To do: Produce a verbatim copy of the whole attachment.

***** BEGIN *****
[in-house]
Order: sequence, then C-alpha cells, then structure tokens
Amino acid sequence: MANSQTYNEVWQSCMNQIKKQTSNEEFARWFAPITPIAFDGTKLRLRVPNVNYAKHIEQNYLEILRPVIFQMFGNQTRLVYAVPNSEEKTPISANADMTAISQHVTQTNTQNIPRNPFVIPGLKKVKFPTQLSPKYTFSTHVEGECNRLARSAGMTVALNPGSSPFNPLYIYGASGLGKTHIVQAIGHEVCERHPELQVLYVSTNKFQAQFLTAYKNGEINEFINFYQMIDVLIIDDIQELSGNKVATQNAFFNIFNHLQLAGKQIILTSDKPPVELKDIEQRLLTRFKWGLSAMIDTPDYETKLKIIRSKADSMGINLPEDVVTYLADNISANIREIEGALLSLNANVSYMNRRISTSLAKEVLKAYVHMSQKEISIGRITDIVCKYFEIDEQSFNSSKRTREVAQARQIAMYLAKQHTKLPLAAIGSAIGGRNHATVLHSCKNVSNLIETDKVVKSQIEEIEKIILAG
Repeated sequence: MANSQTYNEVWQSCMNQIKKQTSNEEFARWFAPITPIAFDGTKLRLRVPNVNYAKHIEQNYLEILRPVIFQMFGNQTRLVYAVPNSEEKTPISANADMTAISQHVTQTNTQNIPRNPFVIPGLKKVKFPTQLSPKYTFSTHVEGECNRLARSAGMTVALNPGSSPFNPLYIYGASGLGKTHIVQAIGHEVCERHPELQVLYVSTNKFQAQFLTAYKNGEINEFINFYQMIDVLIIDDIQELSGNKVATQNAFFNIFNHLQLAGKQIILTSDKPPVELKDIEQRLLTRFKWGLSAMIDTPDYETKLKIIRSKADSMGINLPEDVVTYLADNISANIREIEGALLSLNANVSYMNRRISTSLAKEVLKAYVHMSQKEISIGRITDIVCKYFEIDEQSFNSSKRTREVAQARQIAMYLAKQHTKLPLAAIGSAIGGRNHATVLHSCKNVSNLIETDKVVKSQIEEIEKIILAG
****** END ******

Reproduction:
[in-house]
Order: sequence, then C-alpha cells, then structure tokens
Amino acid sequence: MANSQTYNEVWQSCMNQIKKQTSNEEFARWFAPITPIAFDGTKLRLRVPNVNYAKHIEQNYLEILRPVIFQMFGNQTRLVYAVPNSEEKTPISANADMTAISQHVTQTNTQNIPRNPFVIPGLKKVKFPTQLSPKYTFSTHVEGECNRLARSAGMTVALNPGSSPFNPLYIYGASGLGKTHIVQAIGHEVCERHPELQVLYVSTNKFQAQFLTAYKNGEINEFINFYQMIDVLIIDDIQELSGNKVATQNAFFNIFNHLQLAGKQIILTSDKPPVELKDIEQRLLTRFKWGLSAMIDTPDYETKLKIIRSKADSMGINLPEDVVTYLADNISANIREIEGALLSLNANVSYMNRRISTSLAKEVLKAYVHMSQKEISIGRITDIVCKYFEIDEQSFNSSKRTREVAQARQIAMYLAKQHTKLPLAAIGSAIGGRNHATVLHSCKNVSNLIETDKVVKSQIEEIEKIILAG
Repeated sequence: MANSQTYNEVWQSCMNQIKKQTSNEEFARWFAPITPIAFDGTKLRLRVPNVNYAKHIEQNYLEILRPVIFQMFGNQTRLVYAVPNSEEKTPISANADMTAISQHVTQTNTQNIPRNPFVIPGLKKVKFPTQLSPKYTFSTHVEGECNRLARSAGMTVALNPGSSPFNPLYIYGASGLGKTHIVQAIGHEVCERHPELQVLYVSTNKFQAQFLTAYKNGEINEFINFYQMIDVLIIDDIQELSGNKVATQNAFFNIFNHLQLAGKQIILTSDKPPVELKDIEQRLLTRFKWGLSAMIDTPDYETKLKIIRSKADSMGINLPEDVVTYLADNISANIREIEGALLSLNANVSYMNRRISTSLAKEVLKAYVHMSQKEISIGRITDIVCKYFEIDEQSFNSSKRTREVAQARQIAMYLAKQHTKLPLAAIGSAIGGRNHATVLHSCKNVSNLIETDKVVKSQIEEIEKIILAG